"What are you doing?" Dad almost shouts, he's so surprised. He's never very cheery in the mornings.
"I didn't want it. I'm not hungry." He stares at me in disbelief, but it's the truth. I do like apples, but I don't need it today. Particularly not if it was going brown. "Plus it was going brown. And I couldn't get the peel off so it was, you know, smooth. Is there something better for peeling apples than the knife? I thought the knife would cut it, but it doesn't."
He doesn't laugh at my pun. He draws breath as though he's about to speak again, but just then the doorbell rings.
I expect Dad to grumble; he doesn't like visitors in the mornings. I think I had better answer the door. Blood rushes away from my head as I leap up too quickly, and the world spins, flickering like static on a telly. As I stand there waiting for my vision to clear, I hear Dad answer the door.
"Good morning, Mr Jeffreys. How is she today?" A male voice says. My vision has cleared now, so I wander out into the hall to see who that could be.
His face is quite nice, thin with high cheekbones and dark eyes and hair. He's wearing a smart, long black coat. It makes him look quite broad-shouldered, but also very tall and skinny at the same time. I think it must be quite an expensive coat. Under the coat he is wearing cream-coloured trousers and brown brogues. What a funny outfit. It makes him look a bit like a university lecturer. At least, that's what I imagine a lecturer would dress like. I haven't been to Uni.
Actually, I'd probably better get on with my coursework. I do want to get into Uni. I turn to head upstairs and start working, but Dad calls me back.
"Ellie, this is Dr Phillips."
I wonder why he's come to visit so early on a Saturday.
"Medical or PhD?" I ask, trying to decide before he answers. To be honest, he could be either. Dr Phillips looks nonplussed. Then his expression clears. "Both, actually, Ellie."
I'm not surprised I couldn't guess then. I suppose that's quite impressive. But it doesn't really explain why he's here.
"Ellie," He says very slowly and carefully, "I'm here because your father is worried about your eating habits." He stares at me, trying to maintain eye contact. A feeling of cold starts at the top of my head, making all my scalp feel prickly, and then spreads down my back. Like someone has dropped water over me. I can see goose-bumps under the hair on my arms, and my teeth are on the verge of chattering. Did Dad ask him to come here? What I eat is not his business. It isn't anyone's business, other than my own.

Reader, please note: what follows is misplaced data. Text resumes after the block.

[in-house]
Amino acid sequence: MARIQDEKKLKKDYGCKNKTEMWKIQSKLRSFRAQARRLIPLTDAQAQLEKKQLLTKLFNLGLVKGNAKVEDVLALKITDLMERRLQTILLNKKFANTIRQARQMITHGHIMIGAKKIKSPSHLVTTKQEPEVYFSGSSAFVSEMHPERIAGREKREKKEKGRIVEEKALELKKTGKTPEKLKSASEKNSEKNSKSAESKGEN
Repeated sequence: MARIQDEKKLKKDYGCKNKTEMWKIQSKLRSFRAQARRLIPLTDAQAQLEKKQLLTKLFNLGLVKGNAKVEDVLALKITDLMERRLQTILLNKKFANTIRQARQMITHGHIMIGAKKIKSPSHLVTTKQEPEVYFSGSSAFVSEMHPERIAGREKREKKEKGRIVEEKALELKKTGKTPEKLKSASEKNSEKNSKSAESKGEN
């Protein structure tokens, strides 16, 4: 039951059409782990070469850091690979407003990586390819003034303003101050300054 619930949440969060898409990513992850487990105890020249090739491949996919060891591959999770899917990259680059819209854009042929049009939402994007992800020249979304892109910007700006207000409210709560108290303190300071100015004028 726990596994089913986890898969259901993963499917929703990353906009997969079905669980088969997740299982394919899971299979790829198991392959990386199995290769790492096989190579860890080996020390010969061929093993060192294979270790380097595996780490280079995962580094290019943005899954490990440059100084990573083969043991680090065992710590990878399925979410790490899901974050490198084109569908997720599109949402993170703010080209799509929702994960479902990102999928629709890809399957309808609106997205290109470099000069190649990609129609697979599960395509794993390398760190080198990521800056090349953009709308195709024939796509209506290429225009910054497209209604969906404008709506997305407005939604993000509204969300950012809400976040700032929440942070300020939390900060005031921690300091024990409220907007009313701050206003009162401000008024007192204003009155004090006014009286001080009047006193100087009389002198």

"I don't think my eating habits are really any of your business." I almost spit the words out, I'm biting each syllable so hard. He completely ignores my comment.
"Have you had breakfast this morning?"
How rude. I'm not telling him anything. But then Dad butts in.
"No. She hasn't."
I can't believe him. "Dad, you saw me. I had that coffee." I haven't actually finished the coffee. It's still steaming, just about, on the side there.
"Coffee is something to have with breakfast, Ellie. Not as breakfast. And you threw your apple in the bin."
"But I didn't want it! I didn't need to eat it."
Dad doesn't reply to that. He turns back to Dr Phillips, and just says, "You see?"
"See what? What is the problem? I didn't want to eat that apple, is that a crime?" It's my turn to be almost shouting, or I would be if my teeth would stop chattering. Dad closes his eyes, then opens them again, rolling them towards the ceiling.
"Ellie, please don't over-react. We have tried to talk to you about this before. This isn't healthy, the way you've been eating. You know that. We...we just need some help getting you better." He sighs.
"I'm not sick, Dad."
"Dammit, Ellie. Yes, you are."
"Ellie." Dr Phillips pauses for a long time. I don't like it. "I realise this is difficult, but please be honest with us. Your father is concerned that you might be anorexic?"
"The adjective is anorectic, actually." That was the wrong thing to say, even though a real doctor should have known that. The wrong damn thing to say, a tacit acknowledgement to their point of view.
"Would you describe yourself as anorectic, Ellie?" Dr Phillips almost whispers, he's speaking so quietly. I don't want to answer that. I don't want to go down that road, open that whole can of worms.